PALO ALTO, Calif. (KGO) -- Palo Alto recently celebrated the retirement of police Sgt. Adrienne Moore. City Council recognized Sgt. Moore's long career in law enforcement with a special resolution at this week's council meeting.
However, the development also meant the Palo Alto Police Department (PAPD) would be without any Black officers.
Following Monday's special resolution, retired public defender and Palo Alto resident Aram James reflected on that reality. Speaking publicly, he said, "Council needs to make sure we do our job to recruit African Americans to this department. I believe this is the first time in three or four decades that we've been without an African American officer."
"That is shameful," James continued.
ABC7 News spoke with a former Palo Alto police officer who confirmed that to be the case. The former officer, who wished to remain anonymous, said that throughout the entire department currently, there are only three Black employees. The former officer explained two work as dispatchers and one as a Records Specialist.
"I think this is something which I'm glad that the resident spoke up about it," Councilman Greg Tanaka told ABC7 News. "Because I think a lot of us we're not aware of this."
Councilman Tanaka said he plans to ask about an ethnic breakdown to better understand how the city's police force is reflective of the community.
However, residents shared, although Palo Alto may be a "melting pot," they don't feel that's the case for its police department.
"We all can walk around and see what type of people are wearing the police uniform here," resident Shelby McCray said. "So, there's definitely not diversity."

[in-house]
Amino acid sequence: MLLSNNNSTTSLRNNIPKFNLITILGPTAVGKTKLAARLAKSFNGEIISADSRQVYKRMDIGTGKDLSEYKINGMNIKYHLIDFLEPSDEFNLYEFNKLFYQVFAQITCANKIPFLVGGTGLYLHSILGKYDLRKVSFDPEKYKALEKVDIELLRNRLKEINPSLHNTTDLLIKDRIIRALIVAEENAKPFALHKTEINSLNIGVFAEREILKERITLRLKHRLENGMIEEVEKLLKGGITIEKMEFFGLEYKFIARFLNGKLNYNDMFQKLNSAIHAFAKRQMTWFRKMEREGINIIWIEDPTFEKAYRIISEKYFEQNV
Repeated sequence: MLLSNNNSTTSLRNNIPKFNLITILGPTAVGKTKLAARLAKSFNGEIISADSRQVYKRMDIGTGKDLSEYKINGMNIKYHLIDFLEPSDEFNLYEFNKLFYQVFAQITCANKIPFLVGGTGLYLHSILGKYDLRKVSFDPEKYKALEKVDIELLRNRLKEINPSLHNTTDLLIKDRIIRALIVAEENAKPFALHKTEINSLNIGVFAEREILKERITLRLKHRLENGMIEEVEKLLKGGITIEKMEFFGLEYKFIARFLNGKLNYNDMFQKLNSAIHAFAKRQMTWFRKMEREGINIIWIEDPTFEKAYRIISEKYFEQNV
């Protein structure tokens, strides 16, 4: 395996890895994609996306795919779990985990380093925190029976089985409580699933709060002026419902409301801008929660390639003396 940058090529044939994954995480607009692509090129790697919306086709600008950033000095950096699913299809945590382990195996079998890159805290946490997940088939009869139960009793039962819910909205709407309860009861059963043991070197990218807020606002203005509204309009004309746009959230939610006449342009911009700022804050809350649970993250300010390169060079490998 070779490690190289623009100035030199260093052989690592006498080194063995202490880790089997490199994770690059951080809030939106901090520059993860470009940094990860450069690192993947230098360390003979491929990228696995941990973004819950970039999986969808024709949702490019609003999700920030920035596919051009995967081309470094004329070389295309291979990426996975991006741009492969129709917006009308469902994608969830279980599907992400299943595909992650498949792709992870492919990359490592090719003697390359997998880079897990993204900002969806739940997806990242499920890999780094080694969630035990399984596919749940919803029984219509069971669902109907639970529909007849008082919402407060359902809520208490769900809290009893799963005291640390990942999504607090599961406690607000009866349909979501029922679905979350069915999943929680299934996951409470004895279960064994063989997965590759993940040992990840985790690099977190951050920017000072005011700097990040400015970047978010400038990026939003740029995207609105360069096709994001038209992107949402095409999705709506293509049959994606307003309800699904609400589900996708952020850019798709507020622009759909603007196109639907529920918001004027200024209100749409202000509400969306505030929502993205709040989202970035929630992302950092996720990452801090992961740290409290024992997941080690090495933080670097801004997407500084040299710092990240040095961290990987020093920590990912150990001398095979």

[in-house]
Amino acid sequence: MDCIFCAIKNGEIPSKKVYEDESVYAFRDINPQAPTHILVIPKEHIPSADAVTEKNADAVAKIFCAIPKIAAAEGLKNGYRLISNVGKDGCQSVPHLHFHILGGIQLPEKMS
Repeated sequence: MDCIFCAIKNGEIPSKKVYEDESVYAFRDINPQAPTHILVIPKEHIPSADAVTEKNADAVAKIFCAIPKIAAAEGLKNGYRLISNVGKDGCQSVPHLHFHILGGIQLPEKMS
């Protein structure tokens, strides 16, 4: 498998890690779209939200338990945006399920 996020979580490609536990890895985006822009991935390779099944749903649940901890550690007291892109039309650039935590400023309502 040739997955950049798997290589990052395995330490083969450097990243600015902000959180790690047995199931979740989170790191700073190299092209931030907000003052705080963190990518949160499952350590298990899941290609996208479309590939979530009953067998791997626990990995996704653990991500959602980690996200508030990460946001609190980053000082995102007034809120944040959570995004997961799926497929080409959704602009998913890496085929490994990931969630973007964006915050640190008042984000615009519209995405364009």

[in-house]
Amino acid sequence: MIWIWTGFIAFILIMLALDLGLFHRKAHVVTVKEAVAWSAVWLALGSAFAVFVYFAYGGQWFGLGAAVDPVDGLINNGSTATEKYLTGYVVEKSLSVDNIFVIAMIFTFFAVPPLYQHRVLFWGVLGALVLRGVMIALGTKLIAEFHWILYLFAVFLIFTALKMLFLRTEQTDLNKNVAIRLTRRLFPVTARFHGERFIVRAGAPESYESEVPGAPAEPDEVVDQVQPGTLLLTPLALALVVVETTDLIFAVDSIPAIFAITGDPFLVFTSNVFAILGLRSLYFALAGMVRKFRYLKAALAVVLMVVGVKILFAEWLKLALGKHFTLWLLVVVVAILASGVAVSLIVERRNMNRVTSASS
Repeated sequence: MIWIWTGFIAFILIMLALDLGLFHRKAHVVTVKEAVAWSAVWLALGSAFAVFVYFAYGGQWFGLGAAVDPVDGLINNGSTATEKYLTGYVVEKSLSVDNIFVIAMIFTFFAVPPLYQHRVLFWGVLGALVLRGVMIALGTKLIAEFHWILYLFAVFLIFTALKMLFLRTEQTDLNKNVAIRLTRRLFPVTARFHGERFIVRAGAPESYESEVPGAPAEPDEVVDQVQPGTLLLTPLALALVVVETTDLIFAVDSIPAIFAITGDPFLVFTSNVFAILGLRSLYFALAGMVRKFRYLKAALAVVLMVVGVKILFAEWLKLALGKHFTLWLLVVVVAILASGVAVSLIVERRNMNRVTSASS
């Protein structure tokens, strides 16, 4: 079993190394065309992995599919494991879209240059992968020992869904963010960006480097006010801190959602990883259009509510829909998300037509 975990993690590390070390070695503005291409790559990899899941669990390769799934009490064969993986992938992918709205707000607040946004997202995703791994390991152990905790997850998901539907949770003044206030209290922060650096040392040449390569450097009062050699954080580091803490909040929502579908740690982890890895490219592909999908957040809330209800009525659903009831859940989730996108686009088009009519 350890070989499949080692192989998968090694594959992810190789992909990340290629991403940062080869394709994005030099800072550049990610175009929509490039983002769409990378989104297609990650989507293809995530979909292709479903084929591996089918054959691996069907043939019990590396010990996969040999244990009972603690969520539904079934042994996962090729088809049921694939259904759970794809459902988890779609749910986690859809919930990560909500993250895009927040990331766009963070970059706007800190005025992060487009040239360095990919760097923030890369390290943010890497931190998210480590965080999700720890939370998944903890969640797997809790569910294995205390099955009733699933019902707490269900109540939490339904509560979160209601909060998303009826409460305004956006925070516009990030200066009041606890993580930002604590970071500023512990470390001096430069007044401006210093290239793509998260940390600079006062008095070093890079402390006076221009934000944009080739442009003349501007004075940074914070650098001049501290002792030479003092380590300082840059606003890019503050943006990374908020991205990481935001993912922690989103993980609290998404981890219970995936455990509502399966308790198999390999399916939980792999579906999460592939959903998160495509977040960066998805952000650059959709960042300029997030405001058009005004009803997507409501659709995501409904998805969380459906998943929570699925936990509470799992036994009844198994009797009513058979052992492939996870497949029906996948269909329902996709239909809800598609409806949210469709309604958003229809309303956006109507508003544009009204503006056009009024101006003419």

San Francisco resident Anand Bhoraskar shared, "For hiring, it is important that we have applicants of all types."
Acting Capt. James Reifschneider with PAPD said police recruiting has become much more challenging in recent years, with a shortage of applicants and other issues industry-wide.
In an email, he explained, "The Department has redoubled its recruiting efforts, in general, and with an emphasis on attracting a diverse applicant pool that is representative of the community we serve."
According to Reifschneider, in recent months, recruiters have attended "a number of military and collegiate recruiting events and made several presentations to local university and community college classes."
While many tell ABC7 News the city must do more to diversify its police department, others say safety is what matters most.
"Our public safety is very good here," resident Mark Weiss said. "I think that's a higher priority than Affirmative Action or recruiting particular groups, per se."
Weiss said he supports Black Lives Matter. He added, "Black Lives Matter was very important here. We had a big rally June of 2020 with a lot of local leadership and a lot of Black people speaking at the rally."
Still, he acknowledged that with on-going development, "The historic Black community in Palo Alto is dwindling."
About the lack of Black officer representation, resident Shelby McCray added, "It's something that is worth talking about, something worth discussing, something worth focusing on. And having conversations like this is actually a good thing. It brings more attention to all the residents here."
PAPD Chief Bob Jonsen told ABC7 News, "We are proud of the fact that our department employs 32 persons who speak a variety of languages, to include; Spanish, Korean, Russian, Mandarin, Urdu, Tagalog, Portuguese, Cantonese, Vietnamese, and Farsi."
He said diversity in every aspect remains a top priority for the department, adding, "We are constantly recruiting to represent the community we serve. We had a hiring freeze in place for over a year and recently opened it up."
ABC7 News reached out to several city officials, including the city manager's office, city council and the Palo Alto POA for comment, but have not heard back.